A pair of comedies shared the spotlight at the Al Green Theatre for the early Friday night offering of the imagineNATIVE Film and Media Arts Festival. Despite the feature being more than ten times the short’s length, the genuine laughs from both were comparable.
2009, 8 min.
Ojibway men and their admirers will appreciate the in-depth, no-cheek-left-unturned research in this, er, exposé of a heretofore little known disorder. Backed by largely believable scientific evidence and courageously semi-baring his own infirmity (curiously taken to a jiggling total revelation during the closing credits of the Down Under international première that followed), Douglas simultaneously showed deep affinity with his roots and the Canadian gift for satire.
2009, 89 min.
Despite some fine performances from the principals (Luke Carroll as Eddie—longing to find his place away from white man’s metropolitan Australia; Leon Burchill, his joint-meister cousin Charlie), Frankland’s “first indigenous comedy” was more a buffet of styles (farce, physical, situational, black-face, mock-horror, animal, mineral and even a Black Dynamite echo—cross-reference below) than a road movie that tickles the funny bone at every stop even as it makes an important point.
A few real zingers (notably the domino effect of political portraits crushing an unsuspecting “Basel-the-pussy”; a milky condom nearly prevents an equally white matrimonial bed being given a test run by Charlie’s extra dark-and-frisky member (and sacred baubles) at the insistence of the sister-of-the-bride to sheath his shaft: chocolate syrup never served a nobler purpose) couldn’t overcome too many in-jokes during this far too incredible journey of two young black men going “home,” picking up a transvestite and origin-denier along the zany route.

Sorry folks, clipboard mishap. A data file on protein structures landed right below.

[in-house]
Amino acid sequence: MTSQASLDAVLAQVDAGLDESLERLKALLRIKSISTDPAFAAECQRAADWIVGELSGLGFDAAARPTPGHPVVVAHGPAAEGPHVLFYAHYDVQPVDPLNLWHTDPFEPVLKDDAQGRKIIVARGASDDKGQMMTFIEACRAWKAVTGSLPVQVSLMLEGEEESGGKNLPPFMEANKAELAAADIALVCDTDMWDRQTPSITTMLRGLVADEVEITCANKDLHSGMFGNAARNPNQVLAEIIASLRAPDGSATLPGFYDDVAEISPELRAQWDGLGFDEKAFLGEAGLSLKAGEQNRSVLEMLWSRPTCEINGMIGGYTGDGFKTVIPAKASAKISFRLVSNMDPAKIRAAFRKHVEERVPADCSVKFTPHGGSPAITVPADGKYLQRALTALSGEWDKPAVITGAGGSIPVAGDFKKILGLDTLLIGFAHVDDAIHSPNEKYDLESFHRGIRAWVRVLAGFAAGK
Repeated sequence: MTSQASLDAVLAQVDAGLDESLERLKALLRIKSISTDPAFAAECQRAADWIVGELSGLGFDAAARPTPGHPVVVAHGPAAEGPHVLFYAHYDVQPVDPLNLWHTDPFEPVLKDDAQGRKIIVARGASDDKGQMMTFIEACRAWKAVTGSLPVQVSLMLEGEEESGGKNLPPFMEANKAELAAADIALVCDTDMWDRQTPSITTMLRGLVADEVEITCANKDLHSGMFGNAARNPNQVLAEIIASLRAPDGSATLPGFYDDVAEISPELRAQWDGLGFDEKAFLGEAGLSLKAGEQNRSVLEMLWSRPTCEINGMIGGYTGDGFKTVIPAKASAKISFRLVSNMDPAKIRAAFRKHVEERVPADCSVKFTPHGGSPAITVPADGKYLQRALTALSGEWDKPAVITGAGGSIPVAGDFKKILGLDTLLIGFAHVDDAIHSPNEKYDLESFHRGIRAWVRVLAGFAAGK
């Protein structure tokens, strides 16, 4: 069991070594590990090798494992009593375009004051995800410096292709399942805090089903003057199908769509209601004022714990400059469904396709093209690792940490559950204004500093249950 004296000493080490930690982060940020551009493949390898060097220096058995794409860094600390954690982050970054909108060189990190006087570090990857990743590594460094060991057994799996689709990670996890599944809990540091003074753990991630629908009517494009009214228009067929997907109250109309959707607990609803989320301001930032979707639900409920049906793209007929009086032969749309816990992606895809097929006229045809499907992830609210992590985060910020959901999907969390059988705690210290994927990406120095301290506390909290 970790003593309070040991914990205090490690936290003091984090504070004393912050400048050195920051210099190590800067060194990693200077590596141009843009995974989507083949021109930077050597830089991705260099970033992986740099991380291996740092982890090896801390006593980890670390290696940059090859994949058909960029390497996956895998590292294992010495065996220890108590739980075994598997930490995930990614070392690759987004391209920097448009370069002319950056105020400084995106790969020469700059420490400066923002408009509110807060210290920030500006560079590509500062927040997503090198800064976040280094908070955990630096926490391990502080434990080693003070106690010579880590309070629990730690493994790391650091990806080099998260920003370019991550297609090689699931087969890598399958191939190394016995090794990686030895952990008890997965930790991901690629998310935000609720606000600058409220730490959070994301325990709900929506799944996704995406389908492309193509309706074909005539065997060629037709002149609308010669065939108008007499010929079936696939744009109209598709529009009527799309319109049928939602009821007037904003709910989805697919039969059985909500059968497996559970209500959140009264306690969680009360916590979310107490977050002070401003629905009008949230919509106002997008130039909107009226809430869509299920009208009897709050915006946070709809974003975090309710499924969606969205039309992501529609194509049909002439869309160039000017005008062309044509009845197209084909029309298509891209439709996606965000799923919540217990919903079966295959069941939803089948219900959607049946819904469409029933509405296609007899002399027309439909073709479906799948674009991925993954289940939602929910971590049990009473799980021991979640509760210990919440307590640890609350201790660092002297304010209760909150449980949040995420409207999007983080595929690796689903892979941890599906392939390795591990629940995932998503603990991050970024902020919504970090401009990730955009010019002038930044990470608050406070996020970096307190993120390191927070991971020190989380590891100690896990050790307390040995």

Nonetheless, we offer the top eleven (ten didn’t seem quite enough) alternate titles that might add further insight to the director’s intent:
- Taking the High Road Together
- The Good, The Black and The Doggie
- My Favourite Merlin (see immediately above)
- You Are You; I Am Me
- Hector at the Wedding
- I Enjoy Being a Girl (the tranny version)
- Black Is the Colour of my True Love’s Hair
- Smoke Gets in Your Lungs
- He Ain’t Heavy He’s my Cousin
- Black Like We
- A Paler Shade of Black
The glimmers of genuine humour and high production values ought to be given an encore now that the inevitable “butterflies” of being the first (cross-reference below) have flittered away.
P.S: Thank goodness the vehicle of choice was a weathered sedan instead of an aging bus driven (in more ways than one) by Guy Pearce. JWR